Brian Turner’s “Sadiq”

Brian Turner served in the U.S. Army in Bosnia-Herzegovina and Iraq before receiving his MFA from the University of Oregon. Winner of the Beatrice Hawley Award for 2005, Here, Bullet is a remarkable twenty-first century collection of poems written during wartime. What makes Turner’s poetry so unusual and striking is his attention to language, his knowledge of Iraq’s history and its themes (which his poems become a part of), and his ability to let his poems just hang off the edge of their own cliffs.

“Sadiq” is one of the shorter poems in Here, Bullet, but it stands out to me in its raw power and directness. It’s a poem that begins almost at the end of a thought or an argument or a last breath. It is interesting to think about who the speaker is talking to in this poem, a particular “friend” or any reader who happens to be reading this poem at any given moment. Also, the use of “should” complicates these short lines in a number of ways.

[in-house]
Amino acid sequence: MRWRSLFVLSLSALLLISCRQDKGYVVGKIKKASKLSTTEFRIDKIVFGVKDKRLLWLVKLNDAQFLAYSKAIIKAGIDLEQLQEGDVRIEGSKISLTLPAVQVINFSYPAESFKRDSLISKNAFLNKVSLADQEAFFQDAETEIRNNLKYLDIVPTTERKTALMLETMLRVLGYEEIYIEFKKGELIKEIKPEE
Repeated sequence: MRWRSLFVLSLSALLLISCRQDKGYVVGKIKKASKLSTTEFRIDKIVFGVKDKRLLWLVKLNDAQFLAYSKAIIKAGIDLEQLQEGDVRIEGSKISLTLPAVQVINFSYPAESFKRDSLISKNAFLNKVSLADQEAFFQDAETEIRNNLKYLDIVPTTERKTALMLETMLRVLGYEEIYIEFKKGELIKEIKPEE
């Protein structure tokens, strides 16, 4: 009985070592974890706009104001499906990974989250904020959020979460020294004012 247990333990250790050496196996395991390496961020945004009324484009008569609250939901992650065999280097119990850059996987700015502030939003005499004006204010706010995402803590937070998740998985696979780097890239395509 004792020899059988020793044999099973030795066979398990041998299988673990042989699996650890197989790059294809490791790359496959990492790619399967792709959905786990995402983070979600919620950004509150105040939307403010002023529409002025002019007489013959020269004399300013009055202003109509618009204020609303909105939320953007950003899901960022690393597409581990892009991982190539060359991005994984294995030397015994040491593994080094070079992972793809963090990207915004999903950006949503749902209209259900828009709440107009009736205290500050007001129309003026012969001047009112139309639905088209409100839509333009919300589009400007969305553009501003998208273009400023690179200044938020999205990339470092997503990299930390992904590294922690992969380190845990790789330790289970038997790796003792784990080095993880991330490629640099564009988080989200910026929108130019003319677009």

It should make you shake and sweat,
nightmare you, strand you in a desert
of irrevocable desolation, the consequences
seared into the vein, no matter what adrenaline
feeds the muscle its courage, no matter
what god shines down on you, no matter
what crackling pain and anger
you carry in your fists, my friend,
it should break your heart to kill.

2 Replies to “Brian Turner’s “Sadiq””

  1. This is my favorite poem because it talks about how the shoulders in war might be feeling as they go and enter the battle field ready to fight for their state. This poem makes me feel sad and depressed because it must feel horrible to me a solider going to war and know the risks of the war and also not might surviving the war and not seeing your family again:)

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